Author: smcblog

First, Do No Harm: The Need for Trauma-Sensitive Mindfulness

By David Treleaven, Ph.D. // Trauma is big in the news these days. So is mindfulness. On first glance, this appears to be a good thing: But when we look deeper, things get more complicated. David Treleaven, PhD, talks about how we can implement mindfulness and meditation programs in a trauma-sensitive way. A few months ago, I was approached with a problem by a colleague who taught meditation in a classroom setting. Here was the issue: a student of hers had lost her father to COVID-19, and was struggling with symptoms of traumatic stress. When she’d meditate, images and sensations would flood her field of consciousness, leaving her more rattled than before. “Should I keep meditating?” she’d asked my colleague. “I want to work with my stress, but practicing seems to be making things worse. What should I do?” This is a conversation I’d been having for years with meditation teachers and practitioners all over the world. Given the global pandemic, this conversation has become even more frequent and intense. What should we do when …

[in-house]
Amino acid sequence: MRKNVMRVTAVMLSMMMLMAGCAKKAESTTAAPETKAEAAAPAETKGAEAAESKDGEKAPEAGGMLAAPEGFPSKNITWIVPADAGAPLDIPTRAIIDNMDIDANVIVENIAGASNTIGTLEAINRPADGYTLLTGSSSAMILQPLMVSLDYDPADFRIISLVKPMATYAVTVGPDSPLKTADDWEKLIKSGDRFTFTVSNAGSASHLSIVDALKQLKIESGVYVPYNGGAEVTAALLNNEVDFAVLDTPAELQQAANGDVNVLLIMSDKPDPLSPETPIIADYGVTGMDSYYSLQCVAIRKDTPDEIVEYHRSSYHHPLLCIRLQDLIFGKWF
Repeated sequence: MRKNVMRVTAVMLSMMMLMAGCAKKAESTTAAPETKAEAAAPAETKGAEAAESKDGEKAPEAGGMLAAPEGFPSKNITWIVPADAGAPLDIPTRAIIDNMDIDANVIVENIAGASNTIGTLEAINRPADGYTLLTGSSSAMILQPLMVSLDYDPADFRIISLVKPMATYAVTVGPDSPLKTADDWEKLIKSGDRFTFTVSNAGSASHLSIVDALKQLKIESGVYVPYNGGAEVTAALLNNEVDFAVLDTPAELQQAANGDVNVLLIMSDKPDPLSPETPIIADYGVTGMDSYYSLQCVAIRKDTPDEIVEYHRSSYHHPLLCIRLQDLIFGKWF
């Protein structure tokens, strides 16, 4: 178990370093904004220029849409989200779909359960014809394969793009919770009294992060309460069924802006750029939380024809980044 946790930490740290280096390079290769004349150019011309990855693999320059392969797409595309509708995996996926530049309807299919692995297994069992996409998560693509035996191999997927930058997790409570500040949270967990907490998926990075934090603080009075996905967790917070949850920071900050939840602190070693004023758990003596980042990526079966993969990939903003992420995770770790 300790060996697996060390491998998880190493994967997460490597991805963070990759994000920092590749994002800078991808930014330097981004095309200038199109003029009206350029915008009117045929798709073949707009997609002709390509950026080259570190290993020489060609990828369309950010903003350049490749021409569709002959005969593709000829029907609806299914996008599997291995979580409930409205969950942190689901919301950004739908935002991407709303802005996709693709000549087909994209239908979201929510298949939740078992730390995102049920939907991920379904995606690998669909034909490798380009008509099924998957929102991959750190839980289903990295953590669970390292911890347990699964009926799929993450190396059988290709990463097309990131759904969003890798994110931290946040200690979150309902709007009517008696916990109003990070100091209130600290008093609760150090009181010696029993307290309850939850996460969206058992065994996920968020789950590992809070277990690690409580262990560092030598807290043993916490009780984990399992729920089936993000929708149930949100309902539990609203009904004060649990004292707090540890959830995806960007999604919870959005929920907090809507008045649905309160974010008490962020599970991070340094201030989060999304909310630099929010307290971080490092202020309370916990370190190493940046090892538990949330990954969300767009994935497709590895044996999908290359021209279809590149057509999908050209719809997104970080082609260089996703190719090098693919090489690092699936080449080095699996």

[WATCH] Townhall with Michael Gayner from Sat. Oct. 3

Town Hall meeting with Michael Gayner, in which he shares the latest information and answers questions regarding the impact of the Cameron Peak Fire on SMC. Timeline of topics and questions 3:00 – Future email updates 4:00 – Gratitude for support 4:50 – Yesterday’s visit – firefighters 5:25 – Cameron Peak Fire and Mullen Fire “We’re not out of the woods yet” 7:00 – “Nature is already beginning to reclaim and rebuild” 7:30 – The rebuilding of SMC 8:30 – Staff housing 9:30 – The finances of SMC 10:15 – Reopening 11:50 – Insurance – “insurance will not cover everything that is lost” 14:10 – What was lost and what survived (Kami Shrine, Tori Gate, MPE Kitchen are still there) 15:45  – What are the “legacy staff buildings?” Which are gone, which are still standing? 17:30  – Tent platforms 17:45  – General return to the land for staff – safety, finances, etc. 20:00  – Volunteer work 21:00  – Stupa art work – status and restoration 21:55  –  Opening for visitors and programs 22:50  – Security …